You may have had the same experience as I when hearing people say vice versa. Some pronounce it as vice (rhyming with rice) verse-ah, while others say vice-ah verse-ah. I decided to find the correct pronunciation (if there is one) and as is often the case, they’re both considered correct. The wikipedia entry states that the literal Latin translation is “with position turned”, making the phrase mean “the other way around” or “conversely.” It also says that historically, vice is more properly pronounced as two syllables, but the one-syllable pronunciation is extremely common.
Even though the audio pronunciation (there’s only one) says it with two ahs, I prefer the single ah variation. It sounds less pretentious and I already get enough grief for pronouncing aunt so that it rhymes with haunt, gaunt, taunt, flaunt, jaunt and daunt.
I’m guessing part of the problem comes from pronouncing it in a non-latin language (English). Take Spanish and it would be naturally pronounced (vee-say vair-sah) and French (I think – I’m not a French speaker) would be more of a (vee-suh vair-sah). Either way, it’s closer.
Yeah, I thought about mentioning that it’s similar to pronouncing croissant with the French accent or just saying crescent.
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The four-syllable pronunciation seems to me like one of those popular mispronuciations that becomes accepted by sheer volume of usage, not for any linguistic reason (although I don’t know about its original Latin roots). My guess is that people just like the sing-songy-ness of vi-suh ver-suh, and so it gets used and passed along to others, and then someone puts it in a dictionary or something, but to take the words at their face value, how many of us pronounce “vice” as vi-suh?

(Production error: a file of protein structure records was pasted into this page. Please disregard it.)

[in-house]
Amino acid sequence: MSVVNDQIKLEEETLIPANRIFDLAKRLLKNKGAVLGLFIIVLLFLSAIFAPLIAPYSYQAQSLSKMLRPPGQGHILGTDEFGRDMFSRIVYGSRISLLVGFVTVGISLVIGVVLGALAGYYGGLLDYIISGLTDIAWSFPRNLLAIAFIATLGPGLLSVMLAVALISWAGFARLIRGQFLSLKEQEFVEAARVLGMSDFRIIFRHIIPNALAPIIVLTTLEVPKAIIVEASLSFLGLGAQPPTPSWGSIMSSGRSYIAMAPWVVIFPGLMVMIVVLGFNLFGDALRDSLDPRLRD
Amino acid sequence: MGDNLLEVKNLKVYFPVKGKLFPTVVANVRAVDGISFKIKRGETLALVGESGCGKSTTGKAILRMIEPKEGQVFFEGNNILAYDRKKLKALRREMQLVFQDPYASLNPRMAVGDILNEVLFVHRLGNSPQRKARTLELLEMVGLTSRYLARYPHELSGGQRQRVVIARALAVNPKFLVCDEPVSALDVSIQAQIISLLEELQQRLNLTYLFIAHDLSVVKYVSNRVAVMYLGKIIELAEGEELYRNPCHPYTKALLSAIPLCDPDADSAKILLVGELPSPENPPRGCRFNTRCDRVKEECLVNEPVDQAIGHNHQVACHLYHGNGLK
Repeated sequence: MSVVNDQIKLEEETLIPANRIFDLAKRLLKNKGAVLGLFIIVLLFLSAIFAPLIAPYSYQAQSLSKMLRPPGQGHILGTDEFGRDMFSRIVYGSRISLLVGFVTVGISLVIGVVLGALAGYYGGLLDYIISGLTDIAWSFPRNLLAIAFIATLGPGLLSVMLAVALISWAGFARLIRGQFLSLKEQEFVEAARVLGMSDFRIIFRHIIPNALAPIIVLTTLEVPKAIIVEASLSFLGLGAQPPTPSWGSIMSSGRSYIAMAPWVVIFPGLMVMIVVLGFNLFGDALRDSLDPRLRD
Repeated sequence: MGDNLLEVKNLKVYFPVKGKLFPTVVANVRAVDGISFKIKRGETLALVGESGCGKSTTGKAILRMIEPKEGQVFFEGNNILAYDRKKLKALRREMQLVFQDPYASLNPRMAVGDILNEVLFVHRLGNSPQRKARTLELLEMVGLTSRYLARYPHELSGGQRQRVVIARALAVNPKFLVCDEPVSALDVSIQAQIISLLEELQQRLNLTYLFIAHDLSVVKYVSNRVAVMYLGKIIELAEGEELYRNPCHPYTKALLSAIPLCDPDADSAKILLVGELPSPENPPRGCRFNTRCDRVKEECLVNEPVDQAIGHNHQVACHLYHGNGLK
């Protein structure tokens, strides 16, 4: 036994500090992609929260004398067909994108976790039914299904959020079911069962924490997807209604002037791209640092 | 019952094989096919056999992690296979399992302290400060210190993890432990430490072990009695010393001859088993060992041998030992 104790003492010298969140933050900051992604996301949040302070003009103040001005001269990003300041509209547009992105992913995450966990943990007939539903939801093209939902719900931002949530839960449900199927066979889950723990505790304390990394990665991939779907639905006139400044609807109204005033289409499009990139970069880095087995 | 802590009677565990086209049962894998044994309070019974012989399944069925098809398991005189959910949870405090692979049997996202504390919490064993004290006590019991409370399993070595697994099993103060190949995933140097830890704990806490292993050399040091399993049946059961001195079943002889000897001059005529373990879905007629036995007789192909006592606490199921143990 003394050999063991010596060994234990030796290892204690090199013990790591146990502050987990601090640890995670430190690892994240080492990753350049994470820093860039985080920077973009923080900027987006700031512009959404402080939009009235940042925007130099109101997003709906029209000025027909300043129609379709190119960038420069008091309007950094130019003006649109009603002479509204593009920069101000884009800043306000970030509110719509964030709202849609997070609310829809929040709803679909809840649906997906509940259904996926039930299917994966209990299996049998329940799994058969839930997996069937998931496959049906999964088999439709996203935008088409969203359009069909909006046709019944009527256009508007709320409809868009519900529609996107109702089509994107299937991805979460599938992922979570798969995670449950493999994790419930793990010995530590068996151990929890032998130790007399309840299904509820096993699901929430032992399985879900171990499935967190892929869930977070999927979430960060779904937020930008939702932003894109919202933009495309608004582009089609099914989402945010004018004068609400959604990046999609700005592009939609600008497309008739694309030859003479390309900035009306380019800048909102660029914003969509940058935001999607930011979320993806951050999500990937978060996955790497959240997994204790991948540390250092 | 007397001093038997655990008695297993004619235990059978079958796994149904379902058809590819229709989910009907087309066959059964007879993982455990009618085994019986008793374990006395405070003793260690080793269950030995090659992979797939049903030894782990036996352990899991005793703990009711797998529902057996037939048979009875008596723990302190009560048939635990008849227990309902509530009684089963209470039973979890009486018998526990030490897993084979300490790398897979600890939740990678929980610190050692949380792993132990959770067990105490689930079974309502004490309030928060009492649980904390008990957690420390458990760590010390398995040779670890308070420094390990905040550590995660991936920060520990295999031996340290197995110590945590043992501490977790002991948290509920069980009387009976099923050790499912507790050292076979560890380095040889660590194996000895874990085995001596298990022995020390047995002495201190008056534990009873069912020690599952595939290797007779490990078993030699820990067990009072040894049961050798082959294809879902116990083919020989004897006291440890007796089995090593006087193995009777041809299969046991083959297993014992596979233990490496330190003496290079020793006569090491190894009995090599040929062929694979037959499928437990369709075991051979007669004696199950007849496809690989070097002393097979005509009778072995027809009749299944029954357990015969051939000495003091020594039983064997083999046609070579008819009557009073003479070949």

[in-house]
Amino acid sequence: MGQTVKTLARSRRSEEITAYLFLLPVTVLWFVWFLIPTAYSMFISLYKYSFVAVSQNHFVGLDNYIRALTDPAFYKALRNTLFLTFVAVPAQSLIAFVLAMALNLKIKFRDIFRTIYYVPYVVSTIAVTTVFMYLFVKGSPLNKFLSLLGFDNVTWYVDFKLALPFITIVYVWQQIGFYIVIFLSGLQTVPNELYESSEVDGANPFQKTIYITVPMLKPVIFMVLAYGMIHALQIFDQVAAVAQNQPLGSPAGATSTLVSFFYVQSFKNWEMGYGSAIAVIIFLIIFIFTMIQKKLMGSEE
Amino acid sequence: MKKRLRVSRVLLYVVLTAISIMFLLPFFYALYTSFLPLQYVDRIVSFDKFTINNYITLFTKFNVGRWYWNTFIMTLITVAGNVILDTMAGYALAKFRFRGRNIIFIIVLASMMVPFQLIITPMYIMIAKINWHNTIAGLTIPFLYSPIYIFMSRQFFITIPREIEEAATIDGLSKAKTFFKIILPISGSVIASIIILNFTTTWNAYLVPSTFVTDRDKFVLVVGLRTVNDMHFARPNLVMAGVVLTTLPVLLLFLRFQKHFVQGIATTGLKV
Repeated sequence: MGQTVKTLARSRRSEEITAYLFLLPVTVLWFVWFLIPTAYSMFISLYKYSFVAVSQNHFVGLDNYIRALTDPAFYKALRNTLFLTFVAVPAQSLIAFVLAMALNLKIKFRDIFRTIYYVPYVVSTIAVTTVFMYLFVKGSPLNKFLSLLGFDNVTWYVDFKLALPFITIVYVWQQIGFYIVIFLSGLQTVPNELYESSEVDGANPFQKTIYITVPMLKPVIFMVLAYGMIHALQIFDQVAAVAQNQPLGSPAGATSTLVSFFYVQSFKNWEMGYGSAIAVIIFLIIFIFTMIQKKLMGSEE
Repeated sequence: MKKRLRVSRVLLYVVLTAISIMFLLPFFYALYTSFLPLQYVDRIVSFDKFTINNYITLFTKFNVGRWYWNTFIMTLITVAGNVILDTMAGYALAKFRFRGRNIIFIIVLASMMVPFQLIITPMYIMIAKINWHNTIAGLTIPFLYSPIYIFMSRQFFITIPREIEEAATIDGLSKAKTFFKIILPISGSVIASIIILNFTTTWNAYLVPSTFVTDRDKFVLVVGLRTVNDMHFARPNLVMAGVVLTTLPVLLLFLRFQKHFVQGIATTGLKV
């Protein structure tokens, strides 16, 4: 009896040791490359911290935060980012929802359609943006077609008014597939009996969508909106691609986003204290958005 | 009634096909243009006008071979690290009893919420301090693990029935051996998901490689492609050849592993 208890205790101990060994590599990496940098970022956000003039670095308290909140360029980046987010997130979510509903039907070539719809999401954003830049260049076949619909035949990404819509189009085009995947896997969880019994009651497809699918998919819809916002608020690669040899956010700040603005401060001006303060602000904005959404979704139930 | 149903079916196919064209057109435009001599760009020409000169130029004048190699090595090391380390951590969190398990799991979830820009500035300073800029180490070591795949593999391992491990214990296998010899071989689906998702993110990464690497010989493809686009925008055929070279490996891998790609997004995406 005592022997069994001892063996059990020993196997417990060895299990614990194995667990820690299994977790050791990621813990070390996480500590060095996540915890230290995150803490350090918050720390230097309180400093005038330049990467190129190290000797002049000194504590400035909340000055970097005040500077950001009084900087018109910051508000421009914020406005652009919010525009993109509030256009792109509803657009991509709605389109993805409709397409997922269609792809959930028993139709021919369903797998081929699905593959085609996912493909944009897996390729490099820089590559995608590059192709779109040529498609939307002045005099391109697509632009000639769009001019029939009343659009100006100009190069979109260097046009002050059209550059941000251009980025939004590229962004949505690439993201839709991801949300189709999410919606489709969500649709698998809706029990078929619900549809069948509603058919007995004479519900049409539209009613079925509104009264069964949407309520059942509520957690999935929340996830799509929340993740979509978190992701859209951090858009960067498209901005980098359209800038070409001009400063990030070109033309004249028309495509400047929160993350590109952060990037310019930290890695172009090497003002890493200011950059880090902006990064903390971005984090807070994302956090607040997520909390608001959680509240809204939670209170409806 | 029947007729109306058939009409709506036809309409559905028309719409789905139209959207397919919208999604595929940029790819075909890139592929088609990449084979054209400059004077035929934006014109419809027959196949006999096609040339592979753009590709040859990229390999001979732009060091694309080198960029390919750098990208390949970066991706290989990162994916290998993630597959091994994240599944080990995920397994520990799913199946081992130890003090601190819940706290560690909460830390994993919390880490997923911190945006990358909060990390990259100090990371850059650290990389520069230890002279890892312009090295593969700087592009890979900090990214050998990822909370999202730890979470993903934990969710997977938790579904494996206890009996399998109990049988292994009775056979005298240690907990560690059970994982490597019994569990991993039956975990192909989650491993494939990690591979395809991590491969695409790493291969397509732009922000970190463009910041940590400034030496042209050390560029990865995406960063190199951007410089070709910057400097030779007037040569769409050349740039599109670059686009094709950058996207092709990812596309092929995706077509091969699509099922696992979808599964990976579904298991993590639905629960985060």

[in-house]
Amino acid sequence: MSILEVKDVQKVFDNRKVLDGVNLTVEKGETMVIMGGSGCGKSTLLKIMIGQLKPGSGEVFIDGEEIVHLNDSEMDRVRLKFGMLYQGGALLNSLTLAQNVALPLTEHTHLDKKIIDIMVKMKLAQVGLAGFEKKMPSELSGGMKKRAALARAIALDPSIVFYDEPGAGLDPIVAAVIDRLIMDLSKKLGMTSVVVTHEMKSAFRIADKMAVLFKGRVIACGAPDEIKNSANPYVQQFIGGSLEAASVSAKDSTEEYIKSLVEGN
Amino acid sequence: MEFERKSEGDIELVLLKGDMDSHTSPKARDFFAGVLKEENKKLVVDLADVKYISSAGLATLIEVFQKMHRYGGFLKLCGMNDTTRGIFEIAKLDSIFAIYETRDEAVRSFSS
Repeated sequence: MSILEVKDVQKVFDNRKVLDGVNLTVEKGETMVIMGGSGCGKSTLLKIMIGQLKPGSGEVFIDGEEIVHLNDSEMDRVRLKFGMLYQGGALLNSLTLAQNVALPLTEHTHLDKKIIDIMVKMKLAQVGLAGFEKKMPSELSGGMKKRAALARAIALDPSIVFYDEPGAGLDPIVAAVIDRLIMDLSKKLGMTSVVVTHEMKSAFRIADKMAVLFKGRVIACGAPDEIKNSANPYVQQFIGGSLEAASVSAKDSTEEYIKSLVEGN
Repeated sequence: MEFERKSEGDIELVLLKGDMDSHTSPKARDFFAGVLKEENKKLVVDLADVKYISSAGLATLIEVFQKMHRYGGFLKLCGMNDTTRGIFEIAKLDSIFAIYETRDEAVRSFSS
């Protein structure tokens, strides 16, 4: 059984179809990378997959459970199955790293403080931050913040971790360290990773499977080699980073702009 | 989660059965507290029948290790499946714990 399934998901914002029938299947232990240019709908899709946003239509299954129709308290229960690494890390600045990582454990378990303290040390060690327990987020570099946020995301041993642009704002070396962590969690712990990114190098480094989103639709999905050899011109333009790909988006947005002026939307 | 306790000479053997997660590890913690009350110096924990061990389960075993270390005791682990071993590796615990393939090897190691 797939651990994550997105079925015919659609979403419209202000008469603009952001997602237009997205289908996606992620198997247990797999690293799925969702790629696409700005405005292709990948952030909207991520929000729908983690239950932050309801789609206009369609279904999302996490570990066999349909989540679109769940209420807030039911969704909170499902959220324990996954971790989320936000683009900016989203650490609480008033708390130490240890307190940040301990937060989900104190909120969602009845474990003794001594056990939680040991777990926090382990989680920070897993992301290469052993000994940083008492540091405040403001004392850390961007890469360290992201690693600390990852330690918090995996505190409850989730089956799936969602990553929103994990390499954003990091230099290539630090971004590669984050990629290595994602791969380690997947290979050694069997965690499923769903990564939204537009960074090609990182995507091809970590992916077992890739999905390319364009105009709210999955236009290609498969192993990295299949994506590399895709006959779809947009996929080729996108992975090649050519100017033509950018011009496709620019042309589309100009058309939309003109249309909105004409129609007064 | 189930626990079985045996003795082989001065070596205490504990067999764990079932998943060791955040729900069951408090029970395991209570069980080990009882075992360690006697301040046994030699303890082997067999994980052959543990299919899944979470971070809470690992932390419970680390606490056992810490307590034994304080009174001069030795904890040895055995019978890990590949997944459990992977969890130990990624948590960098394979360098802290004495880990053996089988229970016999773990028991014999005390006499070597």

I think I’ve honestly never considered this a pronunciation quandry, and maybe heard people use it, but assumed they were just being silly. But some pronunciation questions endure: ahnt/ant as you mentioned, and I took ribbing in Utah for root/rowt (like Route 66).
The pronunciation of route actually makes sense as rowt, even though I used to pronounce it as root, so I’ve switched.
Technically, it’s Latin so the C would be a K –
@Lauren Interesting, I didn’t know that.
What happened to proper Latin pronunciation? Shouldn’t it be “WEE-KAY WEAR-SUH”?
As to Latin pronunciation, in the phrase, “Veni, vidi, vici,” the word “vici” is pronounced “vee-chee.” So it would seem that the Latin pronunciation for “vice versa” would be “vee-chay vehr-sah.” But as for me? I will continue to pronounce it as “vais vehr-sah” or I will find another appropriate phrase.
In latin ‘C’ after ‘I’ is not pronounced as ‘K’ but like ‘TS’ – like in ” Veni, vidi, vici.” I think ‘vee-chee’ is modern Italian pronunciation. Personal opinion: if you are using Latin- say it in Latin, otherwise just say – other way around.
I disagree: how else would I appear smart to others?
Unless you’re going to use the actual Latin pronunciation, which would be “WEE-kay wear-SAAAH” (note the length of the final vowel), and risk coming off as pretentious, I’d say just pronouncing it like any other English word (i.e. pronouncing “vice” as the English word vice) is the best. If you make it “VAIS-uh VERS-uh” it sounds like you’re mispronouncing the Latin, as with if you used the Italian-like “cha.”
The Latin would be ‘WEE-chay WER-sah’
I don’t see any issue with moderninzing the ‘w’ sound to a ‘v’, and ‘ch’ to ‘s’, while at the same time retaining ‘vice’ as two syllables: VI-sah VER-sah. And, as many sources indicate, this is commonly done and commonly considered to be correct.
The term “vice versa,” pronounced with the first part of the term, “vice,” rhyming with the term “rice,” is the Americanization of the term.
American English has developed over a period 250 years. For 250 years American English has been polished against every language in the world, polished against world literature in translation, polished against older forms of English, and ancient languages. American English has launched poets, astronauts and lyricists to the moon. I love American English. I gush with enthusiasm for American English.